The answer to the often-asked question “Can a house be sold while it is in probate in Omaha?” is … “Yes!”
But you must adhere to Nebraska’s rules and regulations when doing so. The probate court will monitor each step and all aspects of the sale, and if you’re the executor, you, too, must monitor and approve all the terms of the sale. It can be a complex process, but understanding it should make the sale a little smoother.
If the decedent’s will designates a specific person as the executor and that person is willing to act in that capacity, then he or she will be appointed as the official executor. If on the other hand, no one has been designated as executor in the will, then the court and/or other relatives will appoint a near relative to act as administrator.
Property Appraisal Needed
The next step is to have the property appraised. But be sure to select an appraiser who is licensed and reputable. The Nebraska Real Property Appraiser Board is a good place to look for this information. The property must sell at a price that is at least 90% of the appraised value, so you need an appraiser who can get it right.
Sale of the Home
You can begin this process by having your agent list the house on a multiple listing service so buyers will know it’s a probate sale.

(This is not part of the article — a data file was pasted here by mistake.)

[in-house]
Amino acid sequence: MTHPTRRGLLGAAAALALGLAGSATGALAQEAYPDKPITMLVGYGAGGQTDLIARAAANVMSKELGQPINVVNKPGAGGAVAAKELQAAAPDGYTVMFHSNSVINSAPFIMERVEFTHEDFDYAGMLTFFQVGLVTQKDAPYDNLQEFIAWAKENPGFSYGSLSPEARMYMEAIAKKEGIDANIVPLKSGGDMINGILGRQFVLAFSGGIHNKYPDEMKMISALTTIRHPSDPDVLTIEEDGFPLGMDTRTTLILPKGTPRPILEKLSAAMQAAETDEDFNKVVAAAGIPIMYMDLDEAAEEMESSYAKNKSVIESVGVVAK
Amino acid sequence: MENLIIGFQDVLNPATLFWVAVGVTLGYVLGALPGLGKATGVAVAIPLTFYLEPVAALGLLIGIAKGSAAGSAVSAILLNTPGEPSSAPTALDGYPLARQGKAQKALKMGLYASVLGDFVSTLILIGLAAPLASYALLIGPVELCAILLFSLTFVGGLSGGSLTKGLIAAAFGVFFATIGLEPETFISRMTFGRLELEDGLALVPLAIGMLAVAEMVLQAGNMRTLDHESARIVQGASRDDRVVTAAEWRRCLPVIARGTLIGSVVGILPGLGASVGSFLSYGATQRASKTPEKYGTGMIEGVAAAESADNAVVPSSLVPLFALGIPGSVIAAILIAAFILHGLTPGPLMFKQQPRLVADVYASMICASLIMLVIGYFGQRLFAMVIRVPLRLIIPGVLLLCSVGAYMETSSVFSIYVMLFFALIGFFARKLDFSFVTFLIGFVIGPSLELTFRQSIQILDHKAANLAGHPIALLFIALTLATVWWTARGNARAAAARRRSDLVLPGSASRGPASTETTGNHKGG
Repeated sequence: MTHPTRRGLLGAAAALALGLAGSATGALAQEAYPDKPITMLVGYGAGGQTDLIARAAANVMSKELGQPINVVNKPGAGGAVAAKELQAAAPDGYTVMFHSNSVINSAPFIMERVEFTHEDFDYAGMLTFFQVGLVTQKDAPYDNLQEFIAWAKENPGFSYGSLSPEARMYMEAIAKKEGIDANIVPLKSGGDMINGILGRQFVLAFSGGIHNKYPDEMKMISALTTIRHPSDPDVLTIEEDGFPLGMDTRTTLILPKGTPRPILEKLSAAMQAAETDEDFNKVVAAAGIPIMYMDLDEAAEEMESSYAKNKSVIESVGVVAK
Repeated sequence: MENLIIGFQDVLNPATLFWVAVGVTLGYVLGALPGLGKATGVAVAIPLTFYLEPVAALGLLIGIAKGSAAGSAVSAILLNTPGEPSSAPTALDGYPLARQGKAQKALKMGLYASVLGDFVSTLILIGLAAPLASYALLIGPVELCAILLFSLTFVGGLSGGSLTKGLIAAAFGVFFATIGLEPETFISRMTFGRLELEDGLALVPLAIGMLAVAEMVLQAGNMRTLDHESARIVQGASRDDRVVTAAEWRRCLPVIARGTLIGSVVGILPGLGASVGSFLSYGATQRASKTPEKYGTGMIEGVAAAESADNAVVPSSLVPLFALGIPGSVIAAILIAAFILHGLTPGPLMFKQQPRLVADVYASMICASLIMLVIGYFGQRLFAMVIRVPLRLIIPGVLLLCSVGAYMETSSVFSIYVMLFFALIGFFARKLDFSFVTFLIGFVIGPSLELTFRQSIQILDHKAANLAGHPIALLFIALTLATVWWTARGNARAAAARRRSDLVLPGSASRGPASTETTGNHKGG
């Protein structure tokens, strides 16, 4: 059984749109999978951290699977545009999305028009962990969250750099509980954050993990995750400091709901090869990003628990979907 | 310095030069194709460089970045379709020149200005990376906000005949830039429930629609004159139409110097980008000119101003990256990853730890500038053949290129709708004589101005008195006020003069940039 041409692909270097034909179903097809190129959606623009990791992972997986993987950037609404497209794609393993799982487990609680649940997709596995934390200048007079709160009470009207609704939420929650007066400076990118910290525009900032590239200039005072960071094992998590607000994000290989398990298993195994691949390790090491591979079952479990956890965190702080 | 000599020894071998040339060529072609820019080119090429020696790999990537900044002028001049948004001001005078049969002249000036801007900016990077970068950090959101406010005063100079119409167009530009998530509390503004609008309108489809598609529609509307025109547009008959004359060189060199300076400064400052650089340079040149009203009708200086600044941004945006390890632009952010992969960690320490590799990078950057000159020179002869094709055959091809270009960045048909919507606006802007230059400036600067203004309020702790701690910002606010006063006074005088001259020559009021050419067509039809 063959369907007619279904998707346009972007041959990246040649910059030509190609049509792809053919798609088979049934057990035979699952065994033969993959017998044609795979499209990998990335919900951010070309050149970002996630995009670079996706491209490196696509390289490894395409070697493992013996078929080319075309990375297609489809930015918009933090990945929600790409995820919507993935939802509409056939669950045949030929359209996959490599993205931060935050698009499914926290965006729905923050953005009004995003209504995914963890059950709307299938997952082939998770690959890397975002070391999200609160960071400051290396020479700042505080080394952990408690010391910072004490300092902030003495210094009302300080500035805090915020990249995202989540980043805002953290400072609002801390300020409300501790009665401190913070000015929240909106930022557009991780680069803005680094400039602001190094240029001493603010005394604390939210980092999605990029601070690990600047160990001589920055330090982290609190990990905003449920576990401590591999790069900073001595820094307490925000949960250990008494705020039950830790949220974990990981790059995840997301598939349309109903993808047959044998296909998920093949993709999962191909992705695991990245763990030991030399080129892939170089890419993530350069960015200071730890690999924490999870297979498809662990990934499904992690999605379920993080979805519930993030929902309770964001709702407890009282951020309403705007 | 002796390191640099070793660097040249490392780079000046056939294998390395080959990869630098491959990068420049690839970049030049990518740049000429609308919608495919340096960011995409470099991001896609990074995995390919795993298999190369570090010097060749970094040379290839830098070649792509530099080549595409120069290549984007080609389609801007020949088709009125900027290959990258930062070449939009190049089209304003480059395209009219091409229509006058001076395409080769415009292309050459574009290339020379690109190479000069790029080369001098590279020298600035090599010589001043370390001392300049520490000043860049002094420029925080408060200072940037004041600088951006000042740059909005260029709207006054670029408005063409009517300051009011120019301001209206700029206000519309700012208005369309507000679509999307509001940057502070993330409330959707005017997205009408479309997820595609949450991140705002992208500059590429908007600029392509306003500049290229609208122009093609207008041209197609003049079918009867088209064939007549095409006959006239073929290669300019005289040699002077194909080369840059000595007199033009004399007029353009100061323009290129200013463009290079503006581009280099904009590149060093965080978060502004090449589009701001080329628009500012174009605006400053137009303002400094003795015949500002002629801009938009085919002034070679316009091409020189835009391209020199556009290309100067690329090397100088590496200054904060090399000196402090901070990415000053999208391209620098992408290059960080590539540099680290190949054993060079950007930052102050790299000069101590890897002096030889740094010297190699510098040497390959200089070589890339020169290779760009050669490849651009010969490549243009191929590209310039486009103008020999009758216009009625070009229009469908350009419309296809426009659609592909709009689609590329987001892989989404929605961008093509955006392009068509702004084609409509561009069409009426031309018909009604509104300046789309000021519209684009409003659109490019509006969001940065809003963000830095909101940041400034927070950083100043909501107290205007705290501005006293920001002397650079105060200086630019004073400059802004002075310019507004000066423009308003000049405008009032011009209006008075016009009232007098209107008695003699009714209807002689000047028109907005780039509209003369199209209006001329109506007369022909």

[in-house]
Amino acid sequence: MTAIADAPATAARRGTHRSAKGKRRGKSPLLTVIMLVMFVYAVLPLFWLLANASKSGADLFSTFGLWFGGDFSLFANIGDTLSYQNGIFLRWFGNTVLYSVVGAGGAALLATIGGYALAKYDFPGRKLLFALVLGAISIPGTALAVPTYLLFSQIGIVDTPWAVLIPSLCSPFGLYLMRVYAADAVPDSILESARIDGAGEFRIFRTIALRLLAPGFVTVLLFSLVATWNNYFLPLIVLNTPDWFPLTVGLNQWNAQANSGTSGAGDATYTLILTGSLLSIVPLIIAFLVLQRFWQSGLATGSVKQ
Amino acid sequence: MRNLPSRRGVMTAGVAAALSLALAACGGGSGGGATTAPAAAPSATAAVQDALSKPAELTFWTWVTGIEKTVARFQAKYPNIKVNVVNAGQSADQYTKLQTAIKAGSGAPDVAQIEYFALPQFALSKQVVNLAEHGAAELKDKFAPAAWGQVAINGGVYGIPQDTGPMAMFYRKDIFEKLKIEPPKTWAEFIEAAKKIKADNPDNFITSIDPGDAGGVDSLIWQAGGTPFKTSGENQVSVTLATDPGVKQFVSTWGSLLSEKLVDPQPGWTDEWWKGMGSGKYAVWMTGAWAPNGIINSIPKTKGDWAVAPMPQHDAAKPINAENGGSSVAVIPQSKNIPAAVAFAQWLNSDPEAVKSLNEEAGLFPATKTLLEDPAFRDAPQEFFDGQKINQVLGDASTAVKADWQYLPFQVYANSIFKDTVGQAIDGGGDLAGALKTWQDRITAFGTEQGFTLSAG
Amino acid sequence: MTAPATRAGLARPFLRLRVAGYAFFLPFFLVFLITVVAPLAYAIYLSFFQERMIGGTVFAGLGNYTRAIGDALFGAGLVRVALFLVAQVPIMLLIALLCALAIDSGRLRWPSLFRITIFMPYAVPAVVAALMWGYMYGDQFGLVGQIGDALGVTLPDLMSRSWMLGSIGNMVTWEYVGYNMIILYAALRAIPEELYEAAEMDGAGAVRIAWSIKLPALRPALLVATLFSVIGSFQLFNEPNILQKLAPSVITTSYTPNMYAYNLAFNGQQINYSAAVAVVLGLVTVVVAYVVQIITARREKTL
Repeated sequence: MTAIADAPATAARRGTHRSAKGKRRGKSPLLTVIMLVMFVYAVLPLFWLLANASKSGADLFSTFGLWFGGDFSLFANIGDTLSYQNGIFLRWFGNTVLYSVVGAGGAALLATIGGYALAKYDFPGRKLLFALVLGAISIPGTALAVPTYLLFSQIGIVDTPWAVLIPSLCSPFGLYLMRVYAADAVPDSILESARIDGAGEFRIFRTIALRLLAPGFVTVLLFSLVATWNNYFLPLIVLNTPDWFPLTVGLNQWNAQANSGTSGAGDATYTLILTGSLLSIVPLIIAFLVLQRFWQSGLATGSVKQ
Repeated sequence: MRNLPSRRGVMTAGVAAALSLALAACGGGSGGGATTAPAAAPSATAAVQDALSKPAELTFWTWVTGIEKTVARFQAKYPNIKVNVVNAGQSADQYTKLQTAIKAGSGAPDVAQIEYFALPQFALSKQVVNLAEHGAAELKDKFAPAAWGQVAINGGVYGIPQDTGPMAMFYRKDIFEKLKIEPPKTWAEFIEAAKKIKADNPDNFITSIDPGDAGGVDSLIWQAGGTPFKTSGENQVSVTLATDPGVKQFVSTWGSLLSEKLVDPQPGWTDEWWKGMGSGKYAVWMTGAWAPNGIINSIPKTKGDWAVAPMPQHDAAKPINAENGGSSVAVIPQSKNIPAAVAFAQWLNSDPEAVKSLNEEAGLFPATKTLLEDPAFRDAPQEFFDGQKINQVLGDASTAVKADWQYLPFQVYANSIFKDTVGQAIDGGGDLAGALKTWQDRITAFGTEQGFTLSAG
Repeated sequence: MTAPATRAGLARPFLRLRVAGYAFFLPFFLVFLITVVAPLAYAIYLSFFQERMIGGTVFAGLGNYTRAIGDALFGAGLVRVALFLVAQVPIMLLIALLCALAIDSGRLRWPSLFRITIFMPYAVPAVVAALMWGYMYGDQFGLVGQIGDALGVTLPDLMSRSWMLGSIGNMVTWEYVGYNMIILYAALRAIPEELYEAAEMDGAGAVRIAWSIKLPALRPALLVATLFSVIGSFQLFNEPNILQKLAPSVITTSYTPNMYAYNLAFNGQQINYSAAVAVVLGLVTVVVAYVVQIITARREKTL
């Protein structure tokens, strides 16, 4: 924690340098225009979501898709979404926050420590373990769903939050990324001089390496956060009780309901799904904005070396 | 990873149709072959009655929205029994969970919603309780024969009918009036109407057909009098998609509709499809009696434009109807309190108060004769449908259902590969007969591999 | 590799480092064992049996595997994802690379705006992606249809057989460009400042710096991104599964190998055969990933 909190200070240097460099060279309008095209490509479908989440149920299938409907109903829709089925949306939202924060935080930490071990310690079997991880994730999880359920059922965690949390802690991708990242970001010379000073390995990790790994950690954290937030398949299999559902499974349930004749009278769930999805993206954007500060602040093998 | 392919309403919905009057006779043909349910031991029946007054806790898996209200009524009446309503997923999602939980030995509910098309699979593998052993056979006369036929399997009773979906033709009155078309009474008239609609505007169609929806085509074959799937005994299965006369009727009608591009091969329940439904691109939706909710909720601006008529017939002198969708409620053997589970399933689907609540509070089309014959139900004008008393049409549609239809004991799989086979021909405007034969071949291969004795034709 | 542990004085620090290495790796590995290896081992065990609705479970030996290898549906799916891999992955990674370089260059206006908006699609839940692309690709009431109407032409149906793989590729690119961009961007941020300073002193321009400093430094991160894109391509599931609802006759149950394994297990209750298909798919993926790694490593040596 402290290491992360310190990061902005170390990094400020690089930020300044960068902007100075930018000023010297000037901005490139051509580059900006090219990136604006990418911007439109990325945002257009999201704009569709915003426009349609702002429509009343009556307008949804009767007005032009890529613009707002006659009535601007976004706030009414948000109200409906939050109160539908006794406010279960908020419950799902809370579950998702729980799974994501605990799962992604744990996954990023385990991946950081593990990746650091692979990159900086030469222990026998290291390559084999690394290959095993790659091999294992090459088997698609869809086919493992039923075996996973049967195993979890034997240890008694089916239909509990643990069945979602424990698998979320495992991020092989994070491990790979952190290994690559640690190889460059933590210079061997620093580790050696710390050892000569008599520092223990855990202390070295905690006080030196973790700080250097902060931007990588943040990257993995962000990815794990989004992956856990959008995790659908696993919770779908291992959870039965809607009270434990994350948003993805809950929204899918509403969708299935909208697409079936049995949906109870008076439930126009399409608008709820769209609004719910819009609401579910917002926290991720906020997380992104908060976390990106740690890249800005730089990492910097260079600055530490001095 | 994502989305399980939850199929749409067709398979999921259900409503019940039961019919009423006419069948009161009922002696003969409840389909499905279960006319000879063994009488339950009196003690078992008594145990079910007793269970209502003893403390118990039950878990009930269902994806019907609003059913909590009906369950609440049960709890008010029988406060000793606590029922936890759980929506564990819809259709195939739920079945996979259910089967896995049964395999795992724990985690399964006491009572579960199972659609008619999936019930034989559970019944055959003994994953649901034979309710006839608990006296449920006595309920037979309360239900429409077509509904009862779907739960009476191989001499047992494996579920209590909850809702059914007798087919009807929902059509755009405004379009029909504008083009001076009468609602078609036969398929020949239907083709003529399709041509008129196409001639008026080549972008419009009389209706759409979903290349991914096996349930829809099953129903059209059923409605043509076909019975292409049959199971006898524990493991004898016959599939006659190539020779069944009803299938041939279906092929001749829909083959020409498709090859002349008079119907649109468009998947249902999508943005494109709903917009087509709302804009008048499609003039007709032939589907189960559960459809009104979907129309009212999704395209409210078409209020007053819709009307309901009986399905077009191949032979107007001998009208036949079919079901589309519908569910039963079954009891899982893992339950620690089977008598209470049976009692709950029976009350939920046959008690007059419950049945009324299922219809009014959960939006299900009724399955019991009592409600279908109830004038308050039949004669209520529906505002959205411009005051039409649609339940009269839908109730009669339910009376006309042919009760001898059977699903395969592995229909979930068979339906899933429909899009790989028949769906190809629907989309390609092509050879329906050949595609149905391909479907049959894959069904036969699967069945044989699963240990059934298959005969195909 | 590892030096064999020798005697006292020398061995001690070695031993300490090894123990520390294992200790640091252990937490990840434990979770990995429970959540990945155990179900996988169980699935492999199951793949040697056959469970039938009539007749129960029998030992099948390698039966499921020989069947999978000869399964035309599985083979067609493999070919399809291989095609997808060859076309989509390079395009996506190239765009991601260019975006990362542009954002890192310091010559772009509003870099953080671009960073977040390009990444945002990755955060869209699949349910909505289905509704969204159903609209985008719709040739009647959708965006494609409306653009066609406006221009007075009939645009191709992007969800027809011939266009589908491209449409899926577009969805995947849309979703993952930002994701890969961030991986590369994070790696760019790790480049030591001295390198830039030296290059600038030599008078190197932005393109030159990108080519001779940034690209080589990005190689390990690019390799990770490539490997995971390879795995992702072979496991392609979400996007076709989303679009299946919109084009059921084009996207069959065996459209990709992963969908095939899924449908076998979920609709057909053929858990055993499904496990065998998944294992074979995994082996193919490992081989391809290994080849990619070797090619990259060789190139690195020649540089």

An interested buyer will make an offer on the home, along with a 10% deposit, an offer that you can accept or reject. If you do accept it, the offer is then subject to court confirmation. You must submit the offer through your probate attorney to the court for confirmation. If everyone is in agreement, then a date is set for the sale to be finalized in court.
When the offer on the house in probate has been accepted and confirmed by the court, a Notice of Proposed Action must be mailed to all the heirs. This document states all the terms and conditions of the proposed sale. Heirs then have 15 days to review the notice and raise objections, if they have any. If the heirs have no objections, the sale can go forward without a court hearing.
Overbidding the Original Buyer’s Offer
Now, here’s where it gets a little complicated. Before the court confirms and approves the original buyer’s offer, the judge will ask those present in the courtroom if any of them would like to bid on the property. If no one does, then the sale proceeds in the standard fashion mentioned above.
If, however, there is an overbid, the original buyer’s 10% deposit must be refunded before the new sale at the new bid price can proceed. When the overbid is accepted, the new buyer must then put up a 10% deposit, which is required to be a cashier’s check. This check for the accepted overbid deposit is presented to the executor/administrator at the winning bidder’s acceptance hearing.
Upon court confirmation and approval, a contract can then be signed. But it’s a specialized kind of sale contract because it can’t have any contingencies, and escrow closes soon after the hearing – usually within 15 days.
As you can see, there are some complicated rules for selling a house while in probate. It’s definitely possible to do, but it’s advised to consider contacting an attorney for more specific help.